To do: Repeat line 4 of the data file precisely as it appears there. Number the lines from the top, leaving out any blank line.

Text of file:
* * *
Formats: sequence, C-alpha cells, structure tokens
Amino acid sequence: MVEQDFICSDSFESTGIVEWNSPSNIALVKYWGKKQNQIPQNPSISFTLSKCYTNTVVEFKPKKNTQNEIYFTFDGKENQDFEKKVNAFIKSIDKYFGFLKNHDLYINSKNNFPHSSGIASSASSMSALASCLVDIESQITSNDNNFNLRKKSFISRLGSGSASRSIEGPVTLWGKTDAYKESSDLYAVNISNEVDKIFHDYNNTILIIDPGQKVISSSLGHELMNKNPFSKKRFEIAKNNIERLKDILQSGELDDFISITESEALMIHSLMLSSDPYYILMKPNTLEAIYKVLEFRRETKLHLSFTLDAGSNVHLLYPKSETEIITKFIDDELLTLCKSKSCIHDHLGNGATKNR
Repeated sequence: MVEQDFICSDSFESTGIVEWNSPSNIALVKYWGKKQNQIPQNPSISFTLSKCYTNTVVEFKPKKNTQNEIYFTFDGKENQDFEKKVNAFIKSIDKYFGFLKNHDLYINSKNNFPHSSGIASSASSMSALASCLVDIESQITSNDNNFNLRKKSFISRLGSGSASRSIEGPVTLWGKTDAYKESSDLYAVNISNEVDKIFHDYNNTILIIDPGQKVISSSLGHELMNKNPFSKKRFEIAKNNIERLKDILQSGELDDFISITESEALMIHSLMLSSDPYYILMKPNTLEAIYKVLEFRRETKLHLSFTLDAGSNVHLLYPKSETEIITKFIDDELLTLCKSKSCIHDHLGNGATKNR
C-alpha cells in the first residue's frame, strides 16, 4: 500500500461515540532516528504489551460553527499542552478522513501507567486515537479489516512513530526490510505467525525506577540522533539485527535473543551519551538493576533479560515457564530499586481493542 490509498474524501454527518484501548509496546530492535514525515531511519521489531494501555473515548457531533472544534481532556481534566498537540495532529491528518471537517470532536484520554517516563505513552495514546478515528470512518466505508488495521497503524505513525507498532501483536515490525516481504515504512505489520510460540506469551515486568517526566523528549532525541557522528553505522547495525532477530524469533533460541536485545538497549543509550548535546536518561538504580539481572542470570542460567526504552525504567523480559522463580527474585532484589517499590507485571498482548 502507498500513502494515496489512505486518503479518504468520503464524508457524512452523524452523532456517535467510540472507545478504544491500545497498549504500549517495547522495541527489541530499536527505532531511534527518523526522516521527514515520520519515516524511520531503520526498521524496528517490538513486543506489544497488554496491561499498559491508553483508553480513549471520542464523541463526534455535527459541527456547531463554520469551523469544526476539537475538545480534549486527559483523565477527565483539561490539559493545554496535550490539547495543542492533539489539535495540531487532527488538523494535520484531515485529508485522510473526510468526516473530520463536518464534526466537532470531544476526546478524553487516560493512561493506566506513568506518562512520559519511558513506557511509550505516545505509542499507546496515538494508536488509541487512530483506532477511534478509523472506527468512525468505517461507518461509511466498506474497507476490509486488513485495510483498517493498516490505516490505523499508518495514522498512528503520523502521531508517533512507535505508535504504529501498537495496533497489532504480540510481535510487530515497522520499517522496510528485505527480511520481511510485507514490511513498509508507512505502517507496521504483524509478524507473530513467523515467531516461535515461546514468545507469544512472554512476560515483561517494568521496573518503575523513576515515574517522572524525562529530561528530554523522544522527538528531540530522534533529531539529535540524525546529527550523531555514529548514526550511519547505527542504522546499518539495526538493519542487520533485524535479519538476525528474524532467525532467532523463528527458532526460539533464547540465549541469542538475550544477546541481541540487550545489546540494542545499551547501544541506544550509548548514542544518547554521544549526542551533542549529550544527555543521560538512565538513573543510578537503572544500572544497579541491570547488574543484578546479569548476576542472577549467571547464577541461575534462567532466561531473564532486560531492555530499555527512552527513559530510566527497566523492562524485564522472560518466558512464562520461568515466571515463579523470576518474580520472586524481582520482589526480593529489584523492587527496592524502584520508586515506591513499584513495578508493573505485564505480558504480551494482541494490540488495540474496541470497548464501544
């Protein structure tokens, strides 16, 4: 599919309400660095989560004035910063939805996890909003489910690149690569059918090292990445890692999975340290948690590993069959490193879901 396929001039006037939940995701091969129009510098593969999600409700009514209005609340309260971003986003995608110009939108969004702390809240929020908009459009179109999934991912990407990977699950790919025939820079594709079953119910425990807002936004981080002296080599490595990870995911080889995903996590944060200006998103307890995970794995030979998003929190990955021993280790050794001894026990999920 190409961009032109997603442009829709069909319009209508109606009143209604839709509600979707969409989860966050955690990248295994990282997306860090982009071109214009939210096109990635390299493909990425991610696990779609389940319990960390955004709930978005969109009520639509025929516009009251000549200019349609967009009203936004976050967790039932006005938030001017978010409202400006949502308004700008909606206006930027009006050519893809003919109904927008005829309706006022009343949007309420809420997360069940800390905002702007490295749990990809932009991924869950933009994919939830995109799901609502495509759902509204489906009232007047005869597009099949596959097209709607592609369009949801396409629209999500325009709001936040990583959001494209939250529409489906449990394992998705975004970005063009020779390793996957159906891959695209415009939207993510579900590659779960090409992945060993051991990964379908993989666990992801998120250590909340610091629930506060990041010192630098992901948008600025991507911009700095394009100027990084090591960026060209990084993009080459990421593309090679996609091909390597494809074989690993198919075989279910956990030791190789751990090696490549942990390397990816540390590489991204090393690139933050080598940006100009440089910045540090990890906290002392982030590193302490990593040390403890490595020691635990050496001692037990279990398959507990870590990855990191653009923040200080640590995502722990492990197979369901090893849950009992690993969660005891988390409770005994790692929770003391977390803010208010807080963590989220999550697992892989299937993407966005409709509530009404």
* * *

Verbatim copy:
C-alpha cells in the first residue's frame, strides 16, 4: 500500500461515540532516528504489551460553527499542552478522513501507567486515537479489516512513530526490510505467525525506577540522533539485527535473543551519551538493576533479560515457564530499586481493542 490509498474524501454527518484501548509496546530492535514525515531511519521489531494501555473515548457531533472544534481532556481534566498537540495532529491528518471537517470532536484520554517516563505513552495514546478515528470512518466505508488495521497503524505513525507498532501483536515490525516481504515504512505489520510460540506469551515486568517526566523528549532525541557522528553505522547495525532477530524469533533460541536485545538497549543509550548535546536518561538504580539481572542470570542460567526504552525504567523480559522463580527474585532484589517499590507485571498482548 502507498500513502494515496489512505486518503479518504468520503464524508457524512452523524452523532456517535467510540472507545478504544491500545497498549504500549517495547522495541527489541530499536527505532531511534527518523526522516521527514515520520519515516524511520531503520526498521524496528517490538513486543506489544497488554496491561499498559491508553483508553480513549471520542464523541463526534455535527459541527456547531463554520469551523469544526476539537475538545480534549486527559483523565477527565483539561490539559493545554496535550490539547495543542492533539489539535495540531487532527488538523494535520484531515485529508485522510473526510468526516473530520463536518464534526466537532470531544476526546478524553487516560493512561493506566506513568506518562512520559519511558513506557511509550505516545505509542499507546496515538494508536488509541487512530483506532477511534478509523472506527468512525468505517461507518461509511466498506474497507476490509486488513485495510483498517493498516490505516490505523499508518495514522498512528503520523502521531508517533512507535505508535504504529501498537495496533497489532504480540510481535510487530515497522520499517522496510528485505527480511520481511510485507514490511513498509508507512505502517507496521504483524509478524507473530513467523515467531516461535515461546514468545507469544512472554512476560515483561517494568521496573518503575523513576515515574517522572524525562529530561528530554523522544522527538528531540530522534533529531539529535540524525546529527550523531555514529548514526550511519547505527542504522546499518539495526538493519542487520533485524535479519538476525528474524532467525532467532523463528527458532526460539533464547540465549541469542538475550544477546541481541540487550545489546540494542545499551547501544541506544550509548548514542544518547554521544549526542551533542549529550544527555543521560538512565538513573543510578537503572544500572544497579541491570547488574543484578546479569548476576542472577549467571547464577541461575534462567532466561531473564532486560531492555530499555527512552527513559530510566527497566523492562524485564522472560518466558512464562520461568515466571515463579523470576518474580520472586524481582520482589526480593529489584523492587527496592524502584520508586515506591513499584513495578508493573505485564505480558504480551494482541494490540488495540474496541470497548464501544